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Torreya taxifolia

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Taxonomy [top]

Kingdom Phylum Class Order Family
PLANTAE TRACHEOPHYTA PINOPSIDA PINALES TAXACEAE

Scientific Name: Torreya taxifolia
Species Authority: Arn.
Common Name(s):
English Florida Nutmeg Tree, Gopherwood, Florida Torreya, Stinking Cedar

Assessment Information [top]

Red List Category & Criteria: Critically Endangered A2ace ver 3.1
Year Published: 2011
Date Assessed: 2010-08-10
Assessor(s): Spector, T., Determann, R. & Gardner, M.
Reviewer(s): Thomas, P. & Farjon, A.
Justification:
The estimated 98% decline in mature individuals within the last three generations means that Torreya taxifolia meets the criteria for Critically Endangered under Criterion A2. The actual causes of the decline (the death of individuals and the reproductive failure associated with infection from a range of pathogens) is not well understood: recent surveys indicate it is continuing. The decline may be reversible in the future if those causes can be identified and controlled.
History:
2000 Critically Endangered
1998 Critically Endangered (Oldfield et al. 1998)
1998 Critically Endangered
1997 Endangered (Walter and Gillett 1998)

Geographic Range [top]

Range Description: Restricted to a few ravines along the east side of the Appalachicola River in northern Florida and southern Georgia. Its total extent of occurrence is estimated to be about 200 km2 with an area of occupancy under 50 km2.
Countries:
Native:
United States (Florida, Georgia)
Range Map: Click here to open the map viewer and explore range.

Population [top]

Population: The current population is estimated to be between 500 and 600 trees. Of these, less than 10 are known to produce male or female cones (this species is dioecious). Individuals persist as stump sprouts. Before the start of the decline in the early 1950s, the population was estimated to have been more than 600,000. Since then there has been a decline of more than 98%.
Population Trend: Decreasing

Habitat and Ecology [top]

Habitat and Ecology: Torreya taxifolia occurs along limestone bluffs on the Appalachicola River in a region with a warm and humid climate, occasionally influenced in winter by cold waves from the north that dip temperatures below the freezing point. It grows mostly in the shade of wooded ravines and steep, N-facing slopes under canopy of Fagus grandifolia, Liriodendron tulipifera, Acer barbatumLiquidambar styraciflua, Quercus alba, and occasionally pines (Pinus taeda, P. glabra). Often these woods are hung with vines (e.g. Smilax spp., Bignonia capreolata). Another rare conifer, Taxus floridana, occasionally grows with Torreya taxifolia.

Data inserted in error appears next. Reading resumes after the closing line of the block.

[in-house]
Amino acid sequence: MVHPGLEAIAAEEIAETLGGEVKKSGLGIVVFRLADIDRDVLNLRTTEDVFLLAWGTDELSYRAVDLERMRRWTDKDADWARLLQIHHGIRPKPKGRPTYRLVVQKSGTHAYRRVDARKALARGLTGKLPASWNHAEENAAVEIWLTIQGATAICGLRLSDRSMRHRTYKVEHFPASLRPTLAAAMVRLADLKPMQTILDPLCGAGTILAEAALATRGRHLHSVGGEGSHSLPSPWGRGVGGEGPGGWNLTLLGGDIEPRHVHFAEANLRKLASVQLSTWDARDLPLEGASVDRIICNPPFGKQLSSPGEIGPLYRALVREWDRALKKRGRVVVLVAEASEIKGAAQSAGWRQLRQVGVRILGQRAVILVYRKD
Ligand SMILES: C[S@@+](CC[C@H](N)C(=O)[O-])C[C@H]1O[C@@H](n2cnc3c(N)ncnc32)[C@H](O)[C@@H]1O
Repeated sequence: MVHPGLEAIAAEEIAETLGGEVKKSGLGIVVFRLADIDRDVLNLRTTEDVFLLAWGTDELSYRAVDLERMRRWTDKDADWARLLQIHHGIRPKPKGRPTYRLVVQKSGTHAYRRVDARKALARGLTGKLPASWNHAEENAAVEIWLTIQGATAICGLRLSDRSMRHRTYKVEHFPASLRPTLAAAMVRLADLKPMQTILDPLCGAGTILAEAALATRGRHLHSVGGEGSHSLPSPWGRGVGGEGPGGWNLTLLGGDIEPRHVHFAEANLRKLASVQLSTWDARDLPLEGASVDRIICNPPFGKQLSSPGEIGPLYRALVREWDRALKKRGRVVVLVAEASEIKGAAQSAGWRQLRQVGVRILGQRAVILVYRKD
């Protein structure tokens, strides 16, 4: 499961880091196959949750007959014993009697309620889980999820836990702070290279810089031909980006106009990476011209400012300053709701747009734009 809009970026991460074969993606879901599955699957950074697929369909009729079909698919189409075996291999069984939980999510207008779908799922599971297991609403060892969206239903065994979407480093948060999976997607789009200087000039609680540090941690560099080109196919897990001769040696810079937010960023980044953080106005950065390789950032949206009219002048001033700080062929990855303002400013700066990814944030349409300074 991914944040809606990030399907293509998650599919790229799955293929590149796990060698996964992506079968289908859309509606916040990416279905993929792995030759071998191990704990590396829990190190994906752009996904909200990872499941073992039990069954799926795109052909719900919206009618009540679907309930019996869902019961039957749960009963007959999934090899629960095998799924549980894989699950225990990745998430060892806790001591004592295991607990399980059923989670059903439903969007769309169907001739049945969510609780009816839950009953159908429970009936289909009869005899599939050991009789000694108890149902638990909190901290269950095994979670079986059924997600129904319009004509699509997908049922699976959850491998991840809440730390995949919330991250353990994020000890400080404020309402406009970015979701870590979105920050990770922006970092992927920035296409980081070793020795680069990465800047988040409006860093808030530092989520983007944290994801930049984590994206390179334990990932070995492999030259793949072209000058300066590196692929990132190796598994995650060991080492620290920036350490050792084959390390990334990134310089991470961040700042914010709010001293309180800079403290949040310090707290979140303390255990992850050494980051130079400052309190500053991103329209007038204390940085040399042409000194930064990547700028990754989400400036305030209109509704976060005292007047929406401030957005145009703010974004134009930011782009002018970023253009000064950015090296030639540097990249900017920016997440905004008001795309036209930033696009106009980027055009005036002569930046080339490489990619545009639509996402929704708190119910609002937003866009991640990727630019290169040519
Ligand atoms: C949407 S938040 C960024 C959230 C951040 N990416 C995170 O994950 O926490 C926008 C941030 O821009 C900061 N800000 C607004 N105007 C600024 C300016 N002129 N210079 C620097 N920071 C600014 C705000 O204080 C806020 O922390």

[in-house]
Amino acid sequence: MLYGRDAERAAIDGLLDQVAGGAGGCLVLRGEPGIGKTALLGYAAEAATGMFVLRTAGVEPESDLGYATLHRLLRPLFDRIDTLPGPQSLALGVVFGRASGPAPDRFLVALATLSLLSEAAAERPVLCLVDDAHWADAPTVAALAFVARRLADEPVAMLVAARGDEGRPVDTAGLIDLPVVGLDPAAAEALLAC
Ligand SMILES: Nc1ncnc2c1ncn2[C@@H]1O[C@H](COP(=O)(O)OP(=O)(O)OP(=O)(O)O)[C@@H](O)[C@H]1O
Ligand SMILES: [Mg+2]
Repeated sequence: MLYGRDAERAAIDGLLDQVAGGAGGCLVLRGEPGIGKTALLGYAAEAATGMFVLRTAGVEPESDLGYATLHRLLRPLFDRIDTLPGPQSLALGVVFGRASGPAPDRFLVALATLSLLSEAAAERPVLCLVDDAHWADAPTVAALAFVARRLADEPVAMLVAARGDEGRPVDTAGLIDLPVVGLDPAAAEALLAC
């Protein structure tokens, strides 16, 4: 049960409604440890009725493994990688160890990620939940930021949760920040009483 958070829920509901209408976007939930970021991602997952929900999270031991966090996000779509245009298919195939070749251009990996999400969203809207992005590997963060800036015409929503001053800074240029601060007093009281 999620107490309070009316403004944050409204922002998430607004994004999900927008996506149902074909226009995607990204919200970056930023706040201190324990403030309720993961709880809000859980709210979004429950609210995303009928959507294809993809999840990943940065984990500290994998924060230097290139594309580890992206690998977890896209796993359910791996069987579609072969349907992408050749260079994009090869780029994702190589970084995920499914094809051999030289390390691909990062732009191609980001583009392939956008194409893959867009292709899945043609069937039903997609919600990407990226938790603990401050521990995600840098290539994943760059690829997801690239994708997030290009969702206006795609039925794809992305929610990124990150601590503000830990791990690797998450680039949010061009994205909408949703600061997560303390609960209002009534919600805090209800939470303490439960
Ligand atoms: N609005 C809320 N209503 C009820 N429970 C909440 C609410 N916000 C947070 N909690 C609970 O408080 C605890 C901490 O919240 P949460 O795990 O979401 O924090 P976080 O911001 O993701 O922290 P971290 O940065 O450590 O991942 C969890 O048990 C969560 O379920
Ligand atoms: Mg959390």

Systems: Terrestrial

Use and Trade [top]

Use and Trade: In the 20th century Florida torreya was extensively harvested for construction material, river boat fuel and for use as Christmas trees. After 1950, it became too rare to be utilised.

Threats [top]

Major Threat(s): The most significant current threat to T. taxifolia is the continued reproductive failure associated with fungal pathogens. Individuals do not reach reproductive size before being top-killed. Recent research has identified a previously unknown species of Fusarium that may be the cause (J.A. Smith pers. comm. September 2010). Rubbing by deer is an additional problem as it causes physical damage and may also be a vector for disease transmission. Changes in landuse and fire regimes in surrounding areas along with changes in hydrology and soil chemistry linked to the construction of dams may also be implicated in its historical decline. Augmentation plantings within the natural range have proved to  be susceptible to infection: no naturally resistant clones have been identified to date. Population viability analyses indicate that extinction within its native range is inevitable.

Conservation Actions [top]

Conservation Actions: Torreya taxifolia has been the focus of extensive conservation interventions. The majority of its range lies within protected areas. Regular census' are carried out to monitor the state of the remaining trees. An ex-situ programme was initiated in the 1980s and clonal collections have since been established in several areas away from its native habitat. Some reintroduction work has been attempted within its natural range but this has not been successful to date. Various research programmes have been initiated to identify the causal agent of its decline: these are ongoing. T. taxifolia was listed as federally Endangered by U.S. Fish and Wildlife Service in 1984. A recovery plan was formulated in 1986 and has recently been reviewed and updated (U.S. Fish and Wildlife Service 2010).

Citation: Spector, T., Determann, R. & Gardner, M. 2011. Torreya taxifolia. The IUCN Red List of Threatened Species. Version 2014.2. <www.iucnredlist.org>. Downloaded on 21 September 2014.
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